New research reveals a sustainability action gap at edge computing sites

Organizations of all shapes and sizes are facing a sustainability conundrum: As they attempt to reduce their carbon footprint, companies are adding edge computing technology to distributed environments that can inevitably increase power consumption.

Currently, organizations are deploying equipment and solutions in places such as server rooms and micro data centers at a fast pace to store, analyze and transmit data to the core. These deployments increase power use. A new special report[1] by 451 Research, a part of S&P Market Intelligence, commissioned by Schneider Electric, estimates that edge environments used 140 terawatt hours in 2021. Furthermore, projections from Schneider Electric estimate that by 2040, data center energy consumption will soar to 2,700 terawatt hours, with 60% coming from distributed sites. The primary contributors to the increase are IoT and 5G applications.

Just about every company surveyed for the report agrees that their IT infrastructure needs to become more sustainable. That’s why companies have or are planning to have sustainability programs within a year, both for their core data centers and for edge and distributed sites.

The sustainability action gap

But despite the good intentions, the study found a gap between reality and perception when implementing sustainability programs. “Nearly half of respondents think or hope they are more advanced with their sustainability programs than they are,” says another report from 451 Research commissioned by Schneider Electric entitled “Sustainability at the Edge.”[i] Yet, in reality, more than 50% of organizations were just starting their sustainability programs or had limited initiatives in place.

Companies’ most significant issue is optimizing energy use, according to 40% of the respondents. Another key challenge is collecting consistent data and metrics. Since you can’t change what you can’t measure, software is essential to gathering and analyzing data that can support metrics, the report says. Companies may need data center infrastructure management (DCIM) solutions as well as environmental, social, and governance (ESG)/environmental sustainability management (ESM) software to get the job done.

Another top-cited issue is the lack of skilled talent with the knowledge to address sustainability goals. This is particularly true of smaller companies that have less staff already and may not have the resources to address sustainability goals fully.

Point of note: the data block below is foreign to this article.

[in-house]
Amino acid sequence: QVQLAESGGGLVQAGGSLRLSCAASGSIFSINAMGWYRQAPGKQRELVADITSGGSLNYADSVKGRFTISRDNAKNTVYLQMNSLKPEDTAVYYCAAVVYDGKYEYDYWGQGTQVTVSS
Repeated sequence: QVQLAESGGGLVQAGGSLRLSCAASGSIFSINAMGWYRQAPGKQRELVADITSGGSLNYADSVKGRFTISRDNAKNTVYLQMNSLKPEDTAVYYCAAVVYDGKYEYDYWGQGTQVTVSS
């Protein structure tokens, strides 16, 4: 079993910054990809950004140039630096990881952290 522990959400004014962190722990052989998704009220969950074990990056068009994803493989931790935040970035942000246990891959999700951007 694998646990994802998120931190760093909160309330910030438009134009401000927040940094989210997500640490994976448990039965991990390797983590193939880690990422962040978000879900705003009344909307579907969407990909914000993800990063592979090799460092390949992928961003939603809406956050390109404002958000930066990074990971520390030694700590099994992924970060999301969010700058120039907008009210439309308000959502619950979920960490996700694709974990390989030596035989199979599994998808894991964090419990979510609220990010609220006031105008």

Key sustainability report findings at a glance

The study polled IT decision-makers at more than 1,150 medium-sized and large organizations in China, France, Germany, India, Italy, the Netherlands, Poland, Singapore, Spain, Sweden, the U.K., and the U.S. Respondents represented more than 20 verticals, including retail, healthcare, IT, education, financial services, and industrial manufacturing.

So, what is driving sustainability efforts among these IT decision-makers? One of the top drivers raised was business value, cited by 40% of respondents. This finding makes sense as sustainability efforts often translate into cost savings and improved efficiencies. The second-ranked reason was “overall sustainability concern and social responsibility,” followed by “long-term operational resiliency.”

Generally speaking, larger organizations are further along with sustainability programs than smaller counterparts and are still adding to the programs, particularly around energy use, waste, and embodied carbon.

Respondents cited IT equipment the most often among the factors that impact sustainability at the edge and distributed locations. Physical infrastructure and energy sources were second and third. This means that sustainability efforts should include selecting IT infrastructure solutions that will help reduce energy usage and emissions.

When asked how they select equipment and solutions for their distributed IT sites, respondents prioritized reliability, energy efficiency, and safety. Survey participants were also asked what they considered important for vendors to offer. Solutions to improve operational efficiency came first, followed by product environmental data and tools to monitor and manage the product’s energy consumption.

The report highlights that vendors and service providers can help companies of all sizes with their sustainability journeys by providing the necessary tools and solutions. “Many of them need help to close the gap, particularly smaller firms that do not have specialized sustainability staff and are lacking the tools and solutions.”

Access the “Sustainability at the Edge” report and resources

Organizations are looking to ramp up their sustainability efforts as IT infrastructure continues to grow, particularly at edge computing sites. But they don’t have to go it alone. Schneider Electric offers a toolbox of resources for companies, from monitoring and management softwareGreen PremiumTM IT products to partner programs that help IT solution providers offer sustainable solutions.

To learn more about what IT decision-makers are saying about sustainability challenges and plans, access the entire “Sustainability at the Edge” report. You will discover critical takeaways and approaches to help your organization close its own sustainability action gap.

[1]  Special Report, “Sustainability at the Edge – The Gap Between Enterprise Plans and Sustainability Programs for Core and Distributed IT,” 451 Research, part ofS&P Global Market Intelligence, August 2022.

[i] Sustainability at the Edge, 451 Research, a part of S&P Market Intelligence, commissioned by Schneider Electric